Background. In psychiatric genetics research, the volume of ambivalent findings on gene-environment interactions (G x E) is growing at an accelerating pace. In response to the surging suspicions of systematic distortion, we challenge the notion of chance capitalization as a possible contributor. Beyond qualifying multiple testing as a mere methodological issue that, if uncorrected, leads to chance capitalization, we advance towards illustrating the potential benefits of multiple tests in understanding equivocal evidence in genetics literature. Method. We focused on the interaction between the serotonin-transporter-linked promotor region (5-HTTLPR) and childhood adversities with regard to depression. After testing 2160 interactions with all relevant measures available within the Dutch population study of adolescents TRAILS, we calculated percentages of significant (p < .05) effects for several subsets of regressions. Using chance capitalization (i.e. overall significance rate of 5% alpha and randomly distributed findings) as a competing hypothesis, we expected more significant effects in the subsets of regressions involving: 1) interview-based instead of questionnaire-based measures; 2) abuse instead of milder childhood adversities; and 3) early instead of later adversities. Furthermore, we expected equal significance percentages across 4) male and female subsamples, and 5) various genotypic models of 5-HTTLPR. Results. We found differences in the percentages of significant interactions among the subsets of analyses, including those regarding sex-specific subsamples and genetic modeling, but often in unexpected directions. Overall, the percentage of significant interactions was 7.9% which is only slightly above the 5% that might be expected based on chance. Conclusion. Taken together, multiple testing provides a novel approach to better understand equivocal evidence on G x E, showing that methodological differences across studies are a likely reason for heterogeneity in findings - but chance capitalization is at least equally plausible.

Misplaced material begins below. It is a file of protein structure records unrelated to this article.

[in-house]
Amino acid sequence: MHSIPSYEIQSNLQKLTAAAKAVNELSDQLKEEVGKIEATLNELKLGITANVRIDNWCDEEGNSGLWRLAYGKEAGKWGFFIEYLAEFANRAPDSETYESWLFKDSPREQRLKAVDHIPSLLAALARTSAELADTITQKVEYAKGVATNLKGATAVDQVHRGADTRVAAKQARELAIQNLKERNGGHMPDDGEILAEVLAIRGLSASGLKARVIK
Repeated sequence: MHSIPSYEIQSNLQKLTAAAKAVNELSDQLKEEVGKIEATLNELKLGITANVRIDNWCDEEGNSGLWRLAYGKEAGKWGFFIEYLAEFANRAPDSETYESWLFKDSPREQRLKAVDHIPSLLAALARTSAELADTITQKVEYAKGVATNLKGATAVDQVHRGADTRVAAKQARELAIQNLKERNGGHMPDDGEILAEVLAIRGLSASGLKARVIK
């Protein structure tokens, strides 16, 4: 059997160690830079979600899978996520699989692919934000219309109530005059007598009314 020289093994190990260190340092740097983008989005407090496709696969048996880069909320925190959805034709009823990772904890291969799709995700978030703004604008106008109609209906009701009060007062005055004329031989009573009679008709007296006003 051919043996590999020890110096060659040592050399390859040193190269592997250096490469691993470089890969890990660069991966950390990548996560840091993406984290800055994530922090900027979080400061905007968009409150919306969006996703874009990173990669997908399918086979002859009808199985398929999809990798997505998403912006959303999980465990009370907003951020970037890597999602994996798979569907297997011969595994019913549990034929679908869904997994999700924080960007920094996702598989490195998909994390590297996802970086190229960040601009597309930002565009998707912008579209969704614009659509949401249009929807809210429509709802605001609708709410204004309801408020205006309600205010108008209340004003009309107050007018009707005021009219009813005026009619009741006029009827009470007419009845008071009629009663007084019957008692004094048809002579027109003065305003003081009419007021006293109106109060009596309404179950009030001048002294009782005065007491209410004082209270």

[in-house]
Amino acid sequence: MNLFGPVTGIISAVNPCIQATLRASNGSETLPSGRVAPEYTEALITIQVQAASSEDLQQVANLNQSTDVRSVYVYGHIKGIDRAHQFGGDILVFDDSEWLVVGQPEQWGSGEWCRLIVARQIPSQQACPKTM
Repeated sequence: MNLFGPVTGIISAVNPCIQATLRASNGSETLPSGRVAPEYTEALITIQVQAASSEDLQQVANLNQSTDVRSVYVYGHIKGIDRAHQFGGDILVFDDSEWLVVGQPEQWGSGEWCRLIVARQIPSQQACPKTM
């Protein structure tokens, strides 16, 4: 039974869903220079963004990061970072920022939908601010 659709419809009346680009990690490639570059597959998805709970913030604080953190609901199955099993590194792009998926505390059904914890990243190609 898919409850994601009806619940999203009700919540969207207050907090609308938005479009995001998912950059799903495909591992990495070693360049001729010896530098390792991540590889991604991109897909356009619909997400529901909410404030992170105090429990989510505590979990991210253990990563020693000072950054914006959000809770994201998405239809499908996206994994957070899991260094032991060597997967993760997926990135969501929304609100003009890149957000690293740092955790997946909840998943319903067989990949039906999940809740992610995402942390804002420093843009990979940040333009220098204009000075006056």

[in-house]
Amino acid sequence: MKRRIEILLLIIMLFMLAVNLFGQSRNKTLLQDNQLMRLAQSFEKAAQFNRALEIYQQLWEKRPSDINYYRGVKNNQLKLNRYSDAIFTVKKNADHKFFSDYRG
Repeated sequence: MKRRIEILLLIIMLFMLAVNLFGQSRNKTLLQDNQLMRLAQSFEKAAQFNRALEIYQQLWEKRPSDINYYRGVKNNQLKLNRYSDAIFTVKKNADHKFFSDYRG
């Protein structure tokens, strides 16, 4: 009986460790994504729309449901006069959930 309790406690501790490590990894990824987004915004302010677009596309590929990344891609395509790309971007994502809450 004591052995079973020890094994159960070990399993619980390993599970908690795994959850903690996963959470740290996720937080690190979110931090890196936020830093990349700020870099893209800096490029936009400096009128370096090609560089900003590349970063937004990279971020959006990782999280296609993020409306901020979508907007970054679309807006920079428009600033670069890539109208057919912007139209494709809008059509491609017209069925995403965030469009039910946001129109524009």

Other (TRAILS and research techniques): Structure matters: The role of clique hierarchy in the relationship between adolescent social status and aggression and prosociality

Authors: Pattiselanno K, Dijkstra JK, Steglich CEG, Vollbergh WAM, Veenstra R